Turkish President Recep Tayyip Erdogan has finally fulfilled his long-held ambition to expand his powers after last Sunday’s referendum handed him the reins of Turkey.
But success did not come without a cost. His victory leaves the nation deeply divided, while international observers and opposition parties reported numerous voting irregularities.
An unofficial tally gave Erdogan’s ‘yes’ vote a narrow win, with 51.4% approving a series of constitutional changes converting Turkey’s political system from a parliamentary to a presidential one. Critics argue that the reforms will lead to autocratic one-man rule till 2029 with few checks and balances.
The referendum campaign was heavily in favour of the ‘yes’ campaign, with Erdogan drawing on the full powers of the state to dominate the airwaves and billboards. “Erdogan dominated the national media. He imposed a very restrictive environment for the ‘no’ camp,” pointed out Fadi Hakura, Turkey Specialist, Chatham House.
The ‘no’ campaign complained of intimidation, detentions and beatings. In Istanbul, hundreds of ‘no’ supporters demonstrated in the streets chanting “thief, murderer, Erdogan” and banging pots and pans.
An unprecedented electoral board decision to accept ballots that didn’t bear the official stamp led to outrage. By law, for a vote to be considered valid, the ballot and the vote must bear official stamps. The system is designed to ensure only one vote is cast per registered voter.
International monitors, including the Organization of Security and Cooperation in Europe (OSCE), said this decision undermined important safeguards against fraud and was “contrary to the law.” The electoral board, however, published past rulings on the validity of unstamped ballots.
Opposition parties challenged the count but Turkey’s election authority rejected a request to annul the referendum. On Friday, they took their petition to the nation’s highest administrative court.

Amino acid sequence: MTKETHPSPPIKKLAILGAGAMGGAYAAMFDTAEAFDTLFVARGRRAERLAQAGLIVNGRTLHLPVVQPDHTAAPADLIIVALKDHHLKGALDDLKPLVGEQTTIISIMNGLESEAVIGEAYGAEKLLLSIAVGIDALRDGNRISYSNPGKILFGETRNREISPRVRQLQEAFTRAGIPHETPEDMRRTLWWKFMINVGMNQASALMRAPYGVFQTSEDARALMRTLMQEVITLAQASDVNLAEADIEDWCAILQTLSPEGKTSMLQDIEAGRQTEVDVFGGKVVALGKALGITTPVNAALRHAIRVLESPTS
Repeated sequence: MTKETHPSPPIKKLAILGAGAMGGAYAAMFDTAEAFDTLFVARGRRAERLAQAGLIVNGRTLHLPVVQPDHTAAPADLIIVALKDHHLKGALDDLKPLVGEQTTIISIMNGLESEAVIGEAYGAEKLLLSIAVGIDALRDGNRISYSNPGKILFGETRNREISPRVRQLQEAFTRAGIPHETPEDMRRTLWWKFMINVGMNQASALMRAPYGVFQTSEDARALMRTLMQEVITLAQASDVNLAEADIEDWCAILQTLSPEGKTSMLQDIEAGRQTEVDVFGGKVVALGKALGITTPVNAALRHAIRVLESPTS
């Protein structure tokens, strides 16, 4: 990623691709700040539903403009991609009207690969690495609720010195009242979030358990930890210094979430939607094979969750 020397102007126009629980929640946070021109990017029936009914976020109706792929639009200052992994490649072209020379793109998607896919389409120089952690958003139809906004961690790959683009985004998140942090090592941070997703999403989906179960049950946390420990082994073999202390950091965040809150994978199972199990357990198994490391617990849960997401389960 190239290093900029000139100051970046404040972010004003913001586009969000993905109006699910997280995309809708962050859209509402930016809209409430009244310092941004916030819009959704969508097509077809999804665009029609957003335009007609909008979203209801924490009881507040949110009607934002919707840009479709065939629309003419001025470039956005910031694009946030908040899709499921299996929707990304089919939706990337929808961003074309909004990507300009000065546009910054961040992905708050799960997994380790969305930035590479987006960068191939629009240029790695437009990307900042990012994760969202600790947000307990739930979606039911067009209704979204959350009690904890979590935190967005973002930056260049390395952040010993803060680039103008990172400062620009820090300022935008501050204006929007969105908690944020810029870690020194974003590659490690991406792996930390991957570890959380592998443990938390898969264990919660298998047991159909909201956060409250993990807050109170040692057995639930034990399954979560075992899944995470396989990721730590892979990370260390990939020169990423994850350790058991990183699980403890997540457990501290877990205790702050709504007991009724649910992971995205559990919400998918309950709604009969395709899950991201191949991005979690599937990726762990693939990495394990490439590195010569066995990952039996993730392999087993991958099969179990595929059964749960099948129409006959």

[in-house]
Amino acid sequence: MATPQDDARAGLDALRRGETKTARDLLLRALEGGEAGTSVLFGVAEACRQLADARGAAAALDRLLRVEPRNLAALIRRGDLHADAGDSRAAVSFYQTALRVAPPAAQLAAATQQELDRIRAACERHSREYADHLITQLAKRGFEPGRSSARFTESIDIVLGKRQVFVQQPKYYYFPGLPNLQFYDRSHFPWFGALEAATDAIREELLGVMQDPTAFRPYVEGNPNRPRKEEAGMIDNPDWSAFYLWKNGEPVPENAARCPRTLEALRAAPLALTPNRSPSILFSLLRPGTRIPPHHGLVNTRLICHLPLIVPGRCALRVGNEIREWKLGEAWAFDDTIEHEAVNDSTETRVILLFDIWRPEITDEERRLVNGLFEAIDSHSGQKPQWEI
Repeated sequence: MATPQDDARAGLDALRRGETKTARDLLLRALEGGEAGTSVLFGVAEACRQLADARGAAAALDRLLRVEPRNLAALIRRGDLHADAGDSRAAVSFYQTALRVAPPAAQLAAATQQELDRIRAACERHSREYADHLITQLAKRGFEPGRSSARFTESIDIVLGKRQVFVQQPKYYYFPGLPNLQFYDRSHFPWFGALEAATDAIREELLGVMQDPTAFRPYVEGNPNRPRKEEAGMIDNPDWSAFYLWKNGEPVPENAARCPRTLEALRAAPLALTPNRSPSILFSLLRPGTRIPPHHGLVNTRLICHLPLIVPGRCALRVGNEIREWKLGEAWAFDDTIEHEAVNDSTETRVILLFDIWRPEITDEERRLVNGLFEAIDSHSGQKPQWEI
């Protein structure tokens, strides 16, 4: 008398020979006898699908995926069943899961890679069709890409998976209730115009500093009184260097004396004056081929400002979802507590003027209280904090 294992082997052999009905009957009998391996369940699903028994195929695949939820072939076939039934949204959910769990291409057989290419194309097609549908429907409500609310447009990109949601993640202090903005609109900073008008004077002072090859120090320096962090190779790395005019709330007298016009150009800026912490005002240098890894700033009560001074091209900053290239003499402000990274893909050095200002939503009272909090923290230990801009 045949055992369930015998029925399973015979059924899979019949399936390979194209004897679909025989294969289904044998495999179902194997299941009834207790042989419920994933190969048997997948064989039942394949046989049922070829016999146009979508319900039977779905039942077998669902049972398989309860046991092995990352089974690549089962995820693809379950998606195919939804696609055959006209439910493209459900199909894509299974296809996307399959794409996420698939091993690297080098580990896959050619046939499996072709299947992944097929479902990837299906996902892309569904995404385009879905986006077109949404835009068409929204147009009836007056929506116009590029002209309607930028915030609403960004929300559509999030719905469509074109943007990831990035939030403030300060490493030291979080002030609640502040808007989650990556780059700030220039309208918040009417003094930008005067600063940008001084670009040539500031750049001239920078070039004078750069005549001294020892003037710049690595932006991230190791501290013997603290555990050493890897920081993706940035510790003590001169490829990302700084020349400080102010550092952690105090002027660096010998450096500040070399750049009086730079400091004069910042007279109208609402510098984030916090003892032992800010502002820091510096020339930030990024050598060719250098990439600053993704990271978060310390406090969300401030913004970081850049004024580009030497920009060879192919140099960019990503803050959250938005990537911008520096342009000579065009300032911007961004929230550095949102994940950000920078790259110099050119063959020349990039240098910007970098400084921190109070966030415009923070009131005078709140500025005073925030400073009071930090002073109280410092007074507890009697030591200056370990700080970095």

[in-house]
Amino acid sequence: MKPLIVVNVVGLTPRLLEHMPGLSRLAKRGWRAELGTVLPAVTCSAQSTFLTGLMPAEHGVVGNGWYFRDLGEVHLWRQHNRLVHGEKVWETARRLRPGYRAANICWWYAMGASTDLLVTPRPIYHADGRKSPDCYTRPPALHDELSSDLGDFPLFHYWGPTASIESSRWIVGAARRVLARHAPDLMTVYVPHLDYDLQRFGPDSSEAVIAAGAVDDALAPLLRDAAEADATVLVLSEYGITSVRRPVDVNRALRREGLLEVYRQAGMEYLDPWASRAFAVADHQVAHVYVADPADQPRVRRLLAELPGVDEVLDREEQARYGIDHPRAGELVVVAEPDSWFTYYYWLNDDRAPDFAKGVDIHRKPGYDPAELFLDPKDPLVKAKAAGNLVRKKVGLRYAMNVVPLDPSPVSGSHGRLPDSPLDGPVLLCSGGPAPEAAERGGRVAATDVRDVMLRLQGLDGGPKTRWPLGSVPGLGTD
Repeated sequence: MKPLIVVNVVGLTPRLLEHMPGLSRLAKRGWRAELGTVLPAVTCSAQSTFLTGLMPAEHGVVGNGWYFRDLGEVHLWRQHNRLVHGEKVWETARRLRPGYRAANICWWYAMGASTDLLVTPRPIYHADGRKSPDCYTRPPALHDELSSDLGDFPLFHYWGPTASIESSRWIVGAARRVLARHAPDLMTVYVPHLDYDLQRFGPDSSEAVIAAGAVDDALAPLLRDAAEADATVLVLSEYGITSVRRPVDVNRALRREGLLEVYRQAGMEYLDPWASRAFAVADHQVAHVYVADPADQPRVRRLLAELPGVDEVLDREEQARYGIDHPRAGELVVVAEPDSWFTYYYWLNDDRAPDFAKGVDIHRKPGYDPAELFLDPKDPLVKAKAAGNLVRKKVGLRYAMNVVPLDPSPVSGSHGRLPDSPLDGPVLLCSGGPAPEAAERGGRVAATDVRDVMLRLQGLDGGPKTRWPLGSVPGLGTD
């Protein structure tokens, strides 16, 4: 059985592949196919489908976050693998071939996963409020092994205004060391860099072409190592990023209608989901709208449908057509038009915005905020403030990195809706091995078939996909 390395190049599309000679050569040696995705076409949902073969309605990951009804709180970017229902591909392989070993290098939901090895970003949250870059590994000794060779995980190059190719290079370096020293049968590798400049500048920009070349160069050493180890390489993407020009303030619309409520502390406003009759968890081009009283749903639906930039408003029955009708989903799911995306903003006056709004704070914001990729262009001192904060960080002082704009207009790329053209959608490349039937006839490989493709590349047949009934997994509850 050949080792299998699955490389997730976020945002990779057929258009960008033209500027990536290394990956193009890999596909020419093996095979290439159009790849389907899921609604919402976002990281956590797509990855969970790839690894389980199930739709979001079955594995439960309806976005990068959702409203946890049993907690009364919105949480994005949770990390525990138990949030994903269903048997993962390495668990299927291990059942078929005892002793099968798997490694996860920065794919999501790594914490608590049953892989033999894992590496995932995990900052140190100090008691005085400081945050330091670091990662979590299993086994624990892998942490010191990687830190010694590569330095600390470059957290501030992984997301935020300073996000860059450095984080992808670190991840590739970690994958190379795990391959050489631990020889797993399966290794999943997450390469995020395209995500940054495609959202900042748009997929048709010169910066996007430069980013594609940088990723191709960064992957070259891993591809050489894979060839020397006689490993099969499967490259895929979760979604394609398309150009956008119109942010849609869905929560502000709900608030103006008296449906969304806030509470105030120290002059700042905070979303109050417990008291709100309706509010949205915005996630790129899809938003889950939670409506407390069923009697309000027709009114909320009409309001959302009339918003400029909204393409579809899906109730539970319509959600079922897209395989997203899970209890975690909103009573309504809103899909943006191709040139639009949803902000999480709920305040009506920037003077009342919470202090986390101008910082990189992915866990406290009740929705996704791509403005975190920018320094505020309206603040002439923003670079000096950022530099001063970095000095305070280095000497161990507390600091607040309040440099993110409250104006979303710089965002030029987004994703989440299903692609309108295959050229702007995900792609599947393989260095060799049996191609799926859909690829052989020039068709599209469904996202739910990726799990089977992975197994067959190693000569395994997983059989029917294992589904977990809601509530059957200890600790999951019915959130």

State over People
The tight state control and national polarisation in Turkey’s governing system can be traced back to Mustafa Kemal Ataturk, the former army officer who founded a nation from the crumbling Ottoman empire in 1923.
Although Ataturk introduced a parliamentary system, multi-party politics did not take hold until after he died in 1938. While Turkey, a Western ally with a mostly Muslim population, has a long record of elections despite periodic military coups, a culture in which the interests of the state dominate those of the individual has prevailed.
Strong currents of nationalism, as well as both hardline secularism and religious piety, have shaped Turkey through generations, bolstering leaders whose strongman postures belied a nearly constant struggle to hold together the country’s factions in a region prone to violent conflict.
The culmination of this trend is President Erdogan, whose populist drive to expand his powers as president exposed increasing rifts in a nation hosting several million Syrian war refugees, enduring militant attacks and navigating tense ties with the West.
The weakening of Turkey’s parliamentary system follows from a 1982 constitution that was crafted after a military coup two years earlier and emphasised the power of the state over its citizens.
“What we are seeing is actually an attempt to consolidate state power in Turkey,” said Halil Karaveli, Senior Fellow, Central Asia-Caucasus Institute and the Silk Road Studies Program. He described the referendum partly as a reaction to a fracturing of the state during a murky, internal struggle that culminated with a failed coup attempt last year.